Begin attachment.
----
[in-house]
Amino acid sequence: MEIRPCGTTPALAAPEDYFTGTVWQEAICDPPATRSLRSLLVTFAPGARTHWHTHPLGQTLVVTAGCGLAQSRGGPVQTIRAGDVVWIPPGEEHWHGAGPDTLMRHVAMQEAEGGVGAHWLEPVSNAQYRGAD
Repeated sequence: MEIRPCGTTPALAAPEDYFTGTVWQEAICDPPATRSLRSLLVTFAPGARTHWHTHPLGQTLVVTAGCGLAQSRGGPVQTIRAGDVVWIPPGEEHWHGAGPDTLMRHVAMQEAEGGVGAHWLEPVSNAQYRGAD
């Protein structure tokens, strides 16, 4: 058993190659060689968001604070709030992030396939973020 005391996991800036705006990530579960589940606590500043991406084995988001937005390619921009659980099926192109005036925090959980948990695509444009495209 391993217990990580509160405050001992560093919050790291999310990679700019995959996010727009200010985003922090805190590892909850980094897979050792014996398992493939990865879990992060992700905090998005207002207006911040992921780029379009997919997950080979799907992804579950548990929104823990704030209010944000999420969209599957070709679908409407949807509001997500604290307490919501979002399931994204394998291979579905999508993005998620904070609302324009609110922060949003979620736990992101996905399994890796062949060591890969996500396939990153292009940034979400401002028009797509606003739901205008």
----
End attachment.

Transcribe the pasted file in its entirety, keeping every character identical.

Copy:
[in-house]
Amino acid sequence: MEIRPCGTTPALAAPEDYFTGTVWQEAICDPPATRSLRSLLVTFAPGARTHWHTHPLGQTLVVTAGCGLAQSRGGPVQTIRAGDVVWIPPGEEHWHGAGPDTLMRHVAMQEAEGGVGAHWLEPVSNAQYRGAD
Repeated sequence: MEIRPCGTTPALAAPEDYFTGTVWQEAICDPPATRSLRSLLVTFAPGARTHWHTHPLGQTLVVTAGCGLAQSRGGPVQTIRAGDVVWIPPGEEHWHGAGPDTLMRHVAMQEAEGGVGAHWLEPVSNAQYRGAD
């Protein structure tokens, strides 16, 4: 058993190659060689968001604070709030992030396939973020 005391996991800036705006990530579960589940606590500043991406084995988001937005390619921009659980099926192109005036925090959980948990695509444009495209 391993217990990580509160405050001992560093919050790291999310990679700019995959996010727009200010985003922090805190590892909850980094897979050792014996398992493939990865879990992060992700905090998005207002207006911040992921780029379009997919997950080979799907992804579950548990929104823990704030209010944000999420969209599957070709679908409407949807509001997500604290307490919501979002399931994204394998291979579905999508993005998620904070609302324009609110922060949003979620736990992101996905399994890796062949060591890969996500396939990153292009940034979400401002028009797509606003739901205008």